Jacob and Esau. What's the point of this here? And how do we make sense of Esau? The red hair, the hunt, the birthright? Esau comes to us more like a barbarian than the civilized (implied Torah observant) Jacob. Esau appears as a stranger from the womb, though the same womb as his brother. This stranger has rights to the promises, but they are lost to him, as seemed rightful from the start. The outsider was destined to lose.
What's the point here?
Is rejected Esau only necessary as a foil to highlight that Jacob is chosen? But is it necessary to do that in such a blunt fashion, one brother over another? Paul tells us that this is exactly the point, so that grace might be established. By divine choice the promise is carried forward, not blood. If so, what then happens to Esau? What happens to the rejected one? Is the foil simply dismissed? But why repeat this pattern over and over in the OT? Cain and Able, Abraham and Lot, Jacob and Esau, Saul and David, Israel and Judah? If the rejected is dismissed and destined to wither under the sun of the chosen, why does the OT keep circling around the rejected?
Let's ask this another way. What was the purpose of the laws in Leviticus? Many seem to have been given in order to separate the people from the Canaanites. If you can't eat pork, you can't eat in a Canaanite home that does. If you are forced to dress in a certain way, then you will always stand apart. Jew and Gentile were to remain distinct and separate.
But in Christ both are joined together. Gentile and Jew found in the one flesh of Christ. The offense of such an idea! The humiliation! Jews on par with Gentiles! And the confusion. Where these not laws given by God to his people? Inviolable, perpetual laws, recorded by Moses on Sinai in the deafening thunder and blinding lightening? And so the Pharisees are shocked at Jesus. Peter himself is shocked at the net full of unclean creatures. Jewish Christians are shocked at the ministry of Paul.
But this idea was always in the OT. God embracing all began in Genesis (earth and water, sun and moon), then continued in the life of his own people (Saul and David, Judah and Israel). Jesus may have looked and dressed like a Jew, but he took the skin of not only a Jew, but of a Canaanite as well.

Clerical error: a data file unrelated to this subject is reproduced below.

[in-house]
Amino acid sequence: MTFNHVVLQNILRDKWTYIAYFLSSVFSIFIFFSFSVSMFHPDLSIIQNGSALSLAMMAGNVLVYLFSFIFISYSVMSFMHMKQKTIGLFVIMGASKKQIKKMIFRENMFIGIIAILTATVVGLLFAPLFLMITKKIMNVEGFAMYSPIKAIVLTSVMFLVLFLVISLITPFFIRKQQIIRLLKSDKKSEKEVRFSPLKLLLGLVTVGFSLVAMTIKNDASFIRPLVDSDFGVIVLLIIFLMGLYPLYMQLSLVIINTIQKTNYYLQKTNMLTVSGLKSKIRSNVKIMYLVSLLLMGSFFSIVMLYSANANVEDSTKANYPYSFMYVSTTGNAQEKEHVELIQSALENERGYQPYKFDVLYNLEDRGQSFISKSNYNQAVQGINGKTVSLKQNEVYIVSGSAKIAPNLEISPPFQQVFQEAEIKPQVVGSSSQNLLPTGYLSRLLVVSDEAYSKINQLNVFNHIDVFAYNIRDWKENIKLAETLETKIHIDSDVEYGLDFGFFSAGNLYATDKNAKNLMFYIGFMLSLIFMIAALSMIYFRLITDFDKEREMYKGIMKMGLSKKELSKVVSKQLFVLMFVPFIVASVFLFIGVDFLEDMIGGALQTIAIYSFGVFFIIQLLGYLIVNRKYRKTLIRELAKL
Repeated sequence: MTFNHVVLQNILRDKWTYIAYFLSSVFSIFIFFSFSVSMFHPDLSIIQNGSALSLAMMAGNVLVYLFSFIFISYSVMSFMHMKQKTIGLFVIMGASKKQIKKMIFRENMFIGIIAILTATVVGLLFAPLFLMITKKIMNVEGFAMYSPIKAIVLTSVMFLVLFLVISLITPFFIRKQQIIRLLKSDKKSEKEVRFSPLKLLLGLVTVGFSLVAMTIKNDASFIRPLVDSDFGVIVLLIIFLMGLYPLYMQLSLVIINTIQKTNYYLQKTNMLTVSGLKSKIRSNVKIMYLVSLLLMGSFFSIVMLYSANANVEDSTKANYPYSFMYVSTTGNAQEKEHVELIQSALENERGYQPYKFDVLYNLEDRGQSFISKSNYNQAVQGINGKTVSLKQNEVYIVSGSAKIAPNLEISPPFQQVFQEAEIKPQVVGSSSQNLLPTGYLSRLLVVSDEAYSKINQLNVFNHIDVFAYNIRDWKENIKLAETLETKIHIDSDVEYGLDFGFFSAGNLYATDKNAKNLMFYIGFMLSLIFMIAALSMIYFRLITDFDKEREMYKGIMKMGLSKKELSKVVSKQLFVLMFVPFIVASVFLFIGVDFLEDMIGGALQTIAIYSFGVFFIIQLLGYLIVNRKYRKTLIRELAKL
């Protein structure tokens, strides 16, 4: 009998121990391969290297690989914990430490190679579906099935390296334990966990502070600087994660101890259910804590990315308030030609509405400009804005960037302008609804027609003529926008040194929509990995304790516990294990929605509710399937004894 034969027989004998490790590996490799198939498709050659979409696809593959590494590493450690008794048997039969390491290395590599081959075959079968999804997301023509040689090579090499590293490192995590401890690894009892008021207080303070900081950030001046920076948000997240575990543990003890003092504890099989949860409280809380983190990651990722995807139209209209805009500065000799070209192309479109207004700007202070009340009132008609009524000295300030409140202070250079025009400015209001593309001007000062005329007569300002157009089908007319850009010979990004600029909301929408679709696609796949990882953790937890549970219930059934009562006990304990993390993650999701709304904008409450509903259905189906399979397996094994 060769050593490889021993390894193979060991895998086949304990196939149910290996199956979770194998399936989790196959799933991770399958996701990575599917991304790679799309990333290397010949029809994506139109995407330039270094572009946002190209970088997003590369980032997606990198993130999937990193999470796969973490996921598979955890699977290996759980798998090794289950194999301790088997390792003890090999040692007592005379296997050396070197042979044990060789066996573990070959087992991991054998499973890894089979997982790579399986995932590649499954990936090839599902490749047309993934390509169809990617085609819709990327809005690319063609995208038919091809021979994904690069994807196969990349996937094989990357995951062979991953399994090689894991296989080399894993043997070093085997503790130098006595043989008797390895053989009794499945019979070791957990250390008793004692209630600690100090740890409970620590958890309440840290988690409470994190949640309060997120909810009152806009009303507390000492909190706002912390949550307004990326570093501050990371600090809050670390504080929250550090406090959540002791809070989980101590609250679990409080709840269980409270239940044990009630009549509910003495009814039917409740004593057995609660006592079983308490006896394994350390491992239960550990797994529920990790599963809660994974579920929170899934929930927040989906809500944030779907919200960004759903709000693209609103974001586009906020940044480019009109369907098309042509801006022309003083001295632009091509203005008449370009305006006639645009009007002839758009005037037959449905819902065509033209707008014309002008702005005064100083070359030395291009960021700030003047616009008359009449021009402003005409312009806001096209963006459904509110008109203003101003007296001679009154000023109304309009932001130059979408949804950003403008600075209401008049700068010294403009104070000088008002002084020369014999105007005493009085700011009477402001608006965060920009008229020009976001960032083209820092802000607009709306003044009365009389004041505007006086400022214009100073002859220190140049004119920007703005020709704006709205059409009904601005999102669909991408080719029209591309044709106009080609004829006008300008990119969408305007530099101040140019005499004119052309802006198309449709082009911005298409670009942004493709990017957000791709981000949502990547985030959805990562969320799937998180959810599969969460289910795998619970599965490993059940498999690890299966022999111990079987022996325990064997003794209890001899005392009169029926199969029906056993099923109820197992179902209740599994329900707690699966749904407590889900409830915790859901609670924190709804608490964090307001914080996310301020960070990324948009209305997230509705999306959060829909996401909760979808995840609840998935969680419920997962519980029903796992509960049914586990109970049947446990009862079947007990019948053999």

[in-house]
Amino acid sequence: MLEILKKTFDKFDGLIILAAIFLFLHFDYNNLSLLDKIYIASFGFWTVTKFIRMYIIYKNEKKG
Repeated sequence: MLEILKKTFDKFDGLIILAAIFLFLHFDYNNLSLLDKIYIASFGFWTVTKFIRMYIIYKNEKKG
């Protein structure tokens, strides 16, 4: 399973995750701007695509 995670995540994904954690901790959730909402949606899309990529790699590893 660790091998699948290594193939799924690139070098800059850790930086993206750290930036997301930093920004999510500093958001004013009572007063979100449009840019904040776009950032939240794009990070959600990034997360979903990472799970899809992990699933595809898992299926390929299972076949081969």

So, why the distinctions to begin with? Why Esau and Jacob? Because the Gospel is not Gnostic. It must be embodied. And if embodied, it must look like something. God never preached a generic abstract bodiless love. He committed himself to a particular form; he chose it and lived and died by it. Limits need not mean the need to reject those on the other side. It means gratefulness for your form as given to you by God and living and dying in the form. And it means submitting to the form chosen by God to carry his promise forward. Without that there is no Gospel. For without commitment to a form there is no incarnation, no Israel, no Abraham, no creation (and all the struggles that most certainly will attend commitment to your form! Israel struggled in horrible convultions merely leaning to be Israel. Jesus himself said, "How long must I remain with you?" But remain he did, unto death.)
Beware the American conception of the individual. It is almost entirely disembodied gnosticism, as if the human person was unformed clay. Not so. The clay has already been formed and given breath. Why else did Paul say that it is not important if a slave is freed, but to accept one's place in life (one's form!). You may look like a Canaanite, you may look like a Jew, but you cannot look like a Jew today, a Canaanite tomorrow. The form is given. Embrace. Be grateful. Live. Die. And wait for the resurrection. If you are a Canaanite, fine. But you must bow before the chosen Jew. And if you are a Jew, so be it. But you must welcome the rejected Canaanite. For such was the reconciliation of Jacob and Esau. The rejected Esau welcomed home the chosen son. And Jacob embraced his rejected brother. Thus becoming one new man.
Esau couldn't escape his form. He woke up with it, was born with it. It doesn't mean he's out of reach from the covenant promises. It does mean that he must come to terms with rejection, in order to be chosen.
One's form may be Esau or Jacob. Neither are out of reach of the incarnation. Although the promise may be carried forward by only one (David is over Saul and Judah over Israel), even still, both are contained in the one flesh of the Son of Man, who was both chosen and rejected.
Paul may have said that the promise is established by grace alone, not blood, but the shock that fell upon Israel in the incarnation is that the divine choice has been for all, Jew and Gentile, chosen and rejected, to be embraced by Christ. Even the rejected branch will be grafted back into the tree. For there is now no condemnation for those in Christ.